Thatcher: most influential woman of the last 70 years (x3 images; unsure needs to double check)

by Jan 11, 20173Plus, 3Plus online e-Gazine for professional women, Conversations about leadership, Culture, In the news, Leadership, Opinion, Women who Inspire

Did Margaret Thatcher do more for women than we think?

So Margaret Thatcher has been voted the most influential woman of the last 70 years. This is a person, who, with respect, generates some major emotions when her name is spoken!

There are people who idolise her, and others who hold her responsible for destroying the heavy industry of the United Kingdom, OR that she was the ‘milk snatcher’ of school children. Read the article about this poll here.

Thatcher

I know this article will provoke some passionate thought: both for and against the individual. But here goes…

Personally, I believe the policies of the Conservative Party (and Thatcher) during the 1980s DID result in the demise of heavy industry – particularly the Mining industry, HOWEVER, it was inevitable, and personally it could have been dealt with in a different way, so there was other employment available for the workforce – rather than communities being impacted with most of the workforce being unemployed.

However, [Tweet “as a politician and a woman I DO admire her.”] When I was growing up in the 70s, women’s voices were not heard. It was rare to have women reading the news (the coverage when there were first female news readers was astonishing); women’s opinions were rarely heard; in the church no women’s voices were heard as no women were ordained until the 90s. It was a very different world where there were few female role models and very, very few female politicians.

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Although there had been other female leaders internationally before, this was the first time a ‘major’ country had a female leader and she was HEARD! She was, and still is a phenomenon on that front.

Of course people always mention Thatcher’s voice and the fact it she received vocal training to lower the pitch. Thatcher had a high-pitched voice and it became strident and screechy when she raised her voice or became stressed. This wasn’t ideal: particularly for the audience of upper middle class men that occupied the Conservative Party at the time.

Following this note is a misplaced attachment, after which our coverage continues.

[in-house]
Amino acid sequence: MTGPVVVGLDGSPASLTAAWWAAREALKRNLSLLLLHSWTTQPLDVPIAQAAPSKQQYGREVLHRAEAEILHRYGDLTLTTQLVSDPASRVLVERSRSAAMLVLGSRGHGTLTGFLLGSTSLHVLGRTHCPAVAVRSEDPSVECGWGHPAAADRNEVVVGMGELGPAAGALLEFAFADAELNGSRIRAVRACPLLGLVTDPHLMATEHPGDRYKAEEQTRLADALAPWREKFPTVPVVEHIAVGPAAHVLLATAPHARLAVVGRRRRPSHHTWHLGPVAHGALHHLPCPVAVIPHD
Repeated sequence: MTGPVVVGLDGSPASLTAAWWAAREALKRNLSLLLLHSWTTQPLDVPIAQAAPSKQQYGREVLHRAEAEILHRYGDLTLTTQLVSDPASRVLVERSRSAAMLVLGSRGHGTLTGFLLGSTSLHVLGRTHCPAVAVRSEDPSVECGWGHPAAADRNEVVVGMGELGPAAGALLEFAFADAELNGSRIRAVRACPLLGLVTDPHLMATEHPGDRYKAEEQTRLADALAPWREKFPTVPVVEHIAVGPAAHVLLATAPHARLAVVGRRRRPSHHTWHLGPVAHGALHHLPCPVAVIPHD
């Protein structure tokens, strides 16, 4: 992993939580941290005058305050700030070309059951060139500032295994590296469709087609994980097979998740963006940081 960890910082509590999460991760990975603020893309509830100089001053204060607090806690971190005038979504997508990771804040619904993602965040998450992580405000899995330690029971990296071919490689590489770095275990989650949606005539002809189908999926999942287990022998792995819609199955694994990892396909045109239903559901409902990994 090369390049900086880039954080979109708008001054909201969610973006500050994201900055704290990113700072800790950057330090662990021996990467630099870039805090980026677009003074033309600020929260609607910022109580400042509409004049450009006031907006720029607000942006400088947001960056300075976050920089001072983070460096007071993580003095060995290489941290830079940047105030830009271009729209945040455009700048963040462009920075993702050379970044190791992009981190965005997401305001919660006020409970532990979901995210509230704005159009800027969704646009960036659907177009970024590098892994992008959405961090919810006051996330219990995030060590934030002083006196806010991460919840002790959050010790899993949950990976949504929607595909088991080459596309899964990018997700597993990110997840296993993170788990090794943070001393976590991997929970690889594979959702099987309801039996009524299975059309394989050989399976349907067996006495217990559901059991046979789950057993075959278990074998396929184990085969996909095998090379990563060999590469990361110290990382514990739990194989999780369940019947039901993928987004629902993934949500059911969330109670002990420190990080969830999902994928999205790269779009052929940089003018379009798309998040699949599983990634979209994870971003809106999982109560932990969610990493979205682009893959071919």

Read: How your voice impacts your Executive Presence

As well as her gender, Thatcher’s background made it remarkable that she was so successful. The Conservative party of the 1970s was still largely dominated by very privileged, upper middle class men. Thatcher was from a less privileged background; had worked very hard to win a scholarship to study at Oxford University; and when she decided to run for parliament, she was the only female candidate. She had to be pushed to be  heard: not only because of her background but also her gender.

 

Of course, the previous leader of the Conservatives (Edward Heath) was also not from a ‘traditional’ Tory background of the time but the combination of a female leader AND her background meant the party was completely outside its comfort zone. Yet people recognised her work ethic, her vision, passion and ability to command a stage – even at international level.

During her time as PM and after she left office, it became less strange for women to be heard – although I appreciate there is still a way to go. But her presence on the international stage and also at national political level meant that the misogynist myth that women weren’t capable of leading or that their opinions weren’t valid was quashed. So like her or loathe her, Thatcher really had a major influence for women over the last 70 years. What do you think?

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Susan Heaton Wright Contributor
Susan Heaton-Wright is a global Virtual impact, communications and speaking trainer for corporate clients. She empowers talented people to create memorable and engaging business conversations. She is the creator of the Superstar Communicator™ methodology: an international speaker; the MD of award winning music company, Viva Live Music, podcaster and a former prize winning international opera singer. She delivers virtual seminars, workshops and individual training for many companies including Astra Zeneca, Deloitte, RBS, Shell, Microsoft, AAP, Invesco, AXA, the NHS and Quintiles. She is regularly interviewed on BBC Radio Five Live; BBC2, local radios and international podcasts. In 2020, she was named as an #ialso 100 top inspirational female entrepreneur in UK.
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